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Scientific knowledge forms a fundamental pillar of any medical specialty, generating the evidence required to support and expand that practice. Failure to understand the causes of pathologies, determine efficacy of treatment, and expand scope of practice leaves any medical specialty essentially fixed in time and place. Evidence-based practice (EBP) is dependent, in part, on access to and the integration of the best available ;research evidence in the clinical decision-making process. The American Physical Therapy Association has made strides in clinician's availability to make use of EBP in a number of ways. The advancement could be credited to the association making EBP an essential component of its Vision 2020.15 Regardless of the reason, advancing the profession has allowed facilitation of the development and implementation of a comprehensive list of outcome measures that can be administered to a specific patient population via the Evaluation Database to Guide Effectiveness, underwriting the training and research costs required by members to develop clinical practice guidelines and most recently launching the Physical Therapy Outcomes Registry in an effort to improve patient care by benchmarking and informing future research.16 At the center of this association's wide efforts are data collected in studies that utilize optimal experimental design, appropriate analysis, and reasoned conclusions. Current changes in scholarly output within the profession would suggest that as a profession, we are increasingly unable to provide the data recognized as essential to advance our practice and our ability to deliver optimal care to our patients.

As with many fields in medicine, the scope of rehabilitation science is rapidly expanding. For example, a special series recently published by the Physical Therapy Journal in April, 2016 focused on regenerative rehabilitation, discussing concepts such as “the integration of principles and approaches from the fields of rehabilitation science and regenerative medicine.”17 These authors described a very important synergy between and advances in medical devices, surgical techniques, and biomarkers.17 The National Institutes of Health has long recognized the need for rehabilitation strategies and recently offered a comprehensive Research Plan on Rehabilitation that identified research priorities to guide the field.18 Translational Science was identified as a major agenda item and called for assessing biological and physiological adaptations associated with rehabilitation strategies and identifying biomarkers that are prognostic or capable of guiding prescription of rehabilitation interventions.18 Furthermore, Stout et al19 clearly identified the need for participation by a physical therapist in advancing the rehabilitation care of cancer survivors. Active participation in the expanding field of rehabilitation medicine clearly requires an expansion of research-focused physical therapy faculty, and preservation of the 50% mandate seems to be the best counter measure to disturbing trends in scholarly productivity and advancement of the profession. Failure to have an appropriate blend of faculty members could be detrimental to future elevation of physical therapy in advances in rehabilitative medicine.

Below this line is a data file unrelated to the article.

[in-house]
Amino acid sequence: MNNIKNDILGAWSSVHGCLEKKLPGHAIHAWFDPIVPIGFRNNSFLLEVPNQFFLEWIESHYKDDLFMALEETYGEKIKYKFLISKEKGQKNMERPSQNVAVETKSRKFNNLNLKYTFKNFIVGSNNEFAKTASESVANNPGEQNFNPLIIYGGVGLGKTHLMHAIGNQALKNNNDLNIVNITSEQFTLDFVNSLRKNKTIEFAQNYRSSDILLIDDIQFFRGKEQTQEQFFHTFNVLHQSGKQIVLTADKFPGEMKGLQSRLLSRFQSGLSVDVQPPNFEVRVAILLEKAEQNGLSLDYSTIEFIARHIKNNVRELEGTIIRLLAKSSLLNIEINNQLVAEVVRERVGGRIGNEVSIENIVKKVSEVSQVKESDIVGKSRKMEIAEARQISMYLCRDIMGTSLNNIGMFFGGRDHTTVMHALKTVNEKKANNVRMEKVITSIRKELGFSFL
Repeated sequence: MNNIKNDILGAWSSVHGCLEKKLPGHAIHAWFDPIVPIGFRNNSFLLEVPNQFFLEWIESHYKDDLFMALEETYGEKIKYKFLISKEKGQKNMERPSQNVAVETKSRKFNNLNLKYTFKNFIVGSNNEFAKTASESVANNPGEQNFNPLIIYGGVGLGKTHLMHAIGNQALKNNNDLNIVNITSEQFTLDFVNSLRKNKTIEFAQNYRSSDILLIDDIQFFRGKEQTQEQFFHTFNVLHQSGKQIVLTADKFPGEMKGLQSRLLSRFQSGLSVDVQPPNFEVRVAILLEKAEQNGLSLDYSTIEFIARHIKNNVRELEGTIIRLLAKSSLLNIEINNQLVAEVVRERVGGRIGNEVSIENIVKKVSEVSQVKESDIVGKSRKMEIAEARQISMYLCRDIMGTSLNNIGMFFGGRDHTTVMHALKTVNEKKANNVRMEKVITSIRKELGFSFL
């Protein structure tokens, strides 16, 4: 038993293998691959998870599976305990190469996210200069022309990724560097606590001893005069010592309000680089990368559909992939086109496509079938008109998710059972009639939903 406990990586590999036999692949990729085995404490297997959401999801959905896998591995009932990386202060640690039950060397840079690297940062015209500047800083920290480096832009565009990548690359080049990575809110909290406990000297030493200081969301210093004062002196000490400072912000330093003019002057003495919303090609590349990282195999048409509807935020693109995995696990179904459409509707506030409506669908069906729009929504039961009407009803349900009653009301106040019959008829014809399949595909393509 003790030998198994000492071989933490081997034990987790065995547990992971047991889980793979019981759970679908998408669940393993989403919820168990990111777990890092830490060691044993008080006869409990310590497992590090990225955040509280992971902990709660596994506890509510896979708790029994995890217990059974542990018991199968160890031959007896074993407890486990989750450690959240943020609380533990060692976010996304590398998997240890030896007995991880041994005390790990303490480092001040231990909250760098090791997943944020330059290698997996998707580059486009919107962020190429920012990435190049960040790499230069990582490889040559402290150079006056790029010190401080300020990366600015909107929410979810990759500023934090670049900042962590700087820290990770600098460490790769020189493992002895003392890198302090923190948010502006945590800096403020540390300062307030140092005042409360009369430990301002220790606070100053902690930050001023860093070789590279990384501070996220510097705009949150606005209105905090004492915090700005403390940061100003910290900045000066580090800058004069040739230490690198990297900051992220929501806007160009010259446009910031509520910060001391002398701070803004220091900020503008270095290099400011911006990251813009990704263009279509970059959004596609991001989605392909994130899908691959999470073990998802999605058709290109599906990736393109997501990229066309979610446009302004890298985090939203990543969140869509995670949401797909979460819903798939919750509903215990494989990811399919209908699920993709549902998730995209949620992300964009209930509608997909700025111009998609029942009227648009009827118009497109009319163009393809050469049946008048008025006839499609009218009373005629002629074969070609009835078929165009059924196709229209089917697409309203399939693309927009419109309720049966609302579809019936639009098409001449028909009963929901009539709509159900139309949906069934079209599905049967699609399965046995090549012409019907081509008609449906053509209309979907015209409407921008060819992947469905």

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Sustainability of accomplished educators and researchers within physical therapist education programs relies on the ability to secure promotion and tenure which, in turn, provides faculty with academic longevity and academic success. This process within higher education is defined by institutional culture and organizational-specific requirements.9 Evaluation of faculty has historically been driven by three criteria: teaching, scholarship, and service. Barriers to meeting even minimal criteria may exist for many faculty who have not been trained at the academic doctoral level because of a lack of foundational knowledge conducting research, thus placing them at increased risk of not sustaining an academic career. Advancement of the physical therapy degree to the doctoral level accompanied by increased focus on scholarly productivity by CAPTE increased the rigor and requirements for successful promotion and tenure.14 Junior faculty's needs related to professional development and career advancement before adoption of the clinical doctorate have been identified as requiring assistance in scholarship to include a shift in workload and direct mentorship from senior faculty members.20,21 These needs still exist and may even be more pronounced with an ever-elevating accreditation standards of a progressive scholarly agenda. Faculty who have earned an academic degree through significant scholarly work are more prepared for success in navigating the avenues of tenure and promotion than their less-experienced colleagues. Because of the identified dependence between nonexperienced faculty and others more experienced in scholarship, decreasing the number of academic degreed faculty is likely to have a direct negative impact on rates of promotion and tenure in core faculty.